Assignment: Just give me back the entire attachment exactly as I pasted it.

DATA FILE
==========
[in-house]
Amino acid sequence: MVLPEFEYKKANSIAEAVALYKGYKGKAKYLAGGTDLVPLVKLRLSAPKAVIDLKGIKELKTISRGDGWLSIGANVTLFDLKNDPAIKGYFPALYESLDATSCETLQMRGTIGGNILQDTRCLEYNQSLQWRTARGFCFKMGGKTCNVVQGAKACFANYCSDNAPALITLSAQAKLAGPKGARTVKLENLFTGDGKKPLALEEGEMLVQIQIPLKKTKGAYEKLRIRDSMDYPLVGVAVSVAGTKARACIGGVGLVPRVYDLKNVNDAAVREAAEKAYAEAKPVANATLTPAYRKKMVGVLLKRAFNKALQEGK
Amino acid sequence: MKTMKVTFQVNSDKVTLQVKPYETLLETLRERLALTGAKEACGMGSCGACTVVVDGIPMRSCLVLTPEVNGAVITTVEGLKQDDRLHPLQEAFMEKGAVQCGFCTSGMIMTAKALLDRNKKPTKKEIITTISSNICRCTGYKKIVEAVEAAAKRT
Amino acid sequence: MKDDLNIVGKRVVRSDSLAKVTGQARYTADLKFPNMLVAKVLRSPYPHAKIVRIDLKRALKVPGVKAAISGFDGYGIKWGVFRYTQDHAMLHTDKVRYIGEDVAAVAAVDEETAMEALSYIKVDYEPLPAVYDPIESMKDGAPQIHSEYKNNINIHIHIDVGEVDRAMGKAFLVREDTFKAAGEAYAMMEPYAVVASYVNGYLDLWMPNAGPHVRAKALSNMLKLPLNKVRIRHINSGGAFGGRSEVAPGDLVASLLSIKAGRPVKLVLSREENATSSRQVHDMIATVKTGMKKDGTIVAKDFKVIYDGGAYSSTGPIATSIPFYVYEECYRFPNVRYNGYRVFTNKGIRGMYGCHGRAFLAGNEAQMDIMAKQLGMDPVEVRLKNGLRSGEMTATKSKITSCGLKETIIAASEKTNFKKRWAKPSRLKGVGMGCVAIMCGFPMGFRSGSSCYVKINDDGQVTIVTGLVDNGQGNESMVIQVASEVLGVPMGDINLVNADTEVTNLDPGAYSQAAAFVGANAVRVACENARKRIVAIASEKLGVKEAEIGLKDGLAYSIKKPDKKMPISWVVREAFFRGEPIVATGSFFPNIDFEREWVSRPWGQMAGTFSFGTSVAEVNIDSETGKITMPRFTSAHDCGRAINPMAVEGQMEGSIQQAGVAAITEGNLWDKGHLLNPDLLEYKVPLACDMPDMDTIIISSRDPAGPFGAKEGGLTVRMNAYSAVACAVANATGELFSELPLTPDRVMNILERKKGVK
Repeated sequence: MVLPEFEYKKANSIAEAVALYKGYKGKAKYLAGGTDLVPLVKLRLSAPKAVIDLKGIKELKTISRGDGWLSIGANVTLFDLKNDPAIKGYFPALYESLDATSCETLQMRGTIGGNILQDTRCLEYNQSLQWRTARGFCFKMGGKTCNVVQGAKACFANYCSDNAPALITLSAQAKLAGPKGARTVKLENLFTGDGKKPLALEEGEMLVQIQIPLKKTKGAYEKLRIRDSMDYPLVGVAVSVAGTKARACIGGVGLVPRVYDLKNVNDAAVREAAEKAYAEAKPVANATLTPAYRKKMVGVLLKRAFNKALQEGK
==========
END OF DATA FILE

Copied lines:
[in-house]
Amino acid sequence: MVLPEFEYKKANSIAEAVALYKGYKGKAKYLAGGTDLVPLVKLRLSAPKAVIDLKGIKELKTISRGDGWLSIGANVTLFDLKNDPAIKGYFPALYESLDATSCETLQMRGTIGGNILQDTRCLEYNQSLQWRTARGFCFKMGGKTCNVVQGAKACFANYCSDNAPALITLSAQAKLAGPKGARTVKLENLFTGDGKKPLALEEGEMLVQIQIPLKKTKGAYEKLRIRDSMDYPLVGVAVSVAGTKARACIGGVGLVPRVYDLKNVNDAAVREAAEKAYAEAKPVANATLTPAYRKKMVGVLLKRAFNKALQEGK
Amino acid sequence: MKTMKVTFQVNSDKVTLQVKPYETLLETLRERLALTGAKEACGMGSCGACTVVVDGIPMRSCLVLTPEVNGAVITTVEGLKQDDRLHPLQEAFMEKGAVQCGFCTSGMIMTAKALLDRNKKPTKKEIITTISSNICRCTGYKKIVEAVEAAAKRT
Amino acid sequence: MKDDLNIVGKRVVRSDSLAKVTGQARYTADLKFPNMLVAKVLRSPYPHAKIVRIDLKRALKVPGVKAAISGFDGYGIKWGVFRYTQDHAMLHTDKVRYIGEDVAAVAAVDEETAMEALSYIKVDYEPLPAVYDPIESMKDGAPQIHSEYKNNINIHIHIDVGEVDRAMGKAFLVREDTFKAAGEAYAMMEPYAVVASYVNGYLDLWMPNAGPHVRAKALSNMLKLPLNKVRIRHINSGGAFGGRSEVAPGDLVASLLSIKAGRPVKLVLSREENATSSRQVHDMIATVKTGMKKDGTIVAKDFKVIYDGGAYSSTGPIATSIPFYVYEECYRFPNVRYNGYRVFTNKGIRGMYGCHGRAFLAGNEAQMDIMAKQLGMDPVEVRLKNGLRSGEMTATKSKITSCGLKETIIAASEKTNFKKRWAKPSRLKGVGMGCVAIMCGFPMGFRSGSSCYVKINDDGQVTIVTGLVDNGQGNESMVIQVASEVLGVPMGDINLVNADTEVTNLDPGAYSQAAAFVGANAVRVACENARKRIVAIASEKLGVKEAEIGLKDGLAYSIKKPDKKMPISWVVREAFFRGEPIVATGSFFPNIDFEREWVSRPWGQMAGTFSFGTSVAEVNIDSETGKITMPRFTSAHDCGRAINPMAVEGQMEGSIQQAGVAAITEGNLWDKGHLLNPDLLEYKVPLACDMPDMDTIIISSRDPAGPFGAKEGGLTVRMNAYSAVACAVANATGELFSELPLTPDRVMNILERKKGVK
Repeated sequence: MVLPEFEYKKANSIAEAVALYKGYKGKAKYLAGGTDLVPLVKLRLSAPKAVIDLKGIKELKTISRGDGWLSIGANVTLFDLKNDPAIKGYFPALYESLDATSCETLQMRGTIGGNILQDTRCLEYNQSLQWRTARGFCFKMGGKTCNVVQGAKACFANYCSDNAPALITLSAQAKLAGPKGARTVKLENLFTGDGKKPLALEEGEMLVQIQIPLKKTKGAYEKLRIRDSMDYPLVGVAVSVAGTKARACIGGVGLVPRVYDLKNVNDAAVREAAEKAYAEAKPVANATLTPAYRKKMVGVLLKRAFNKALQEGK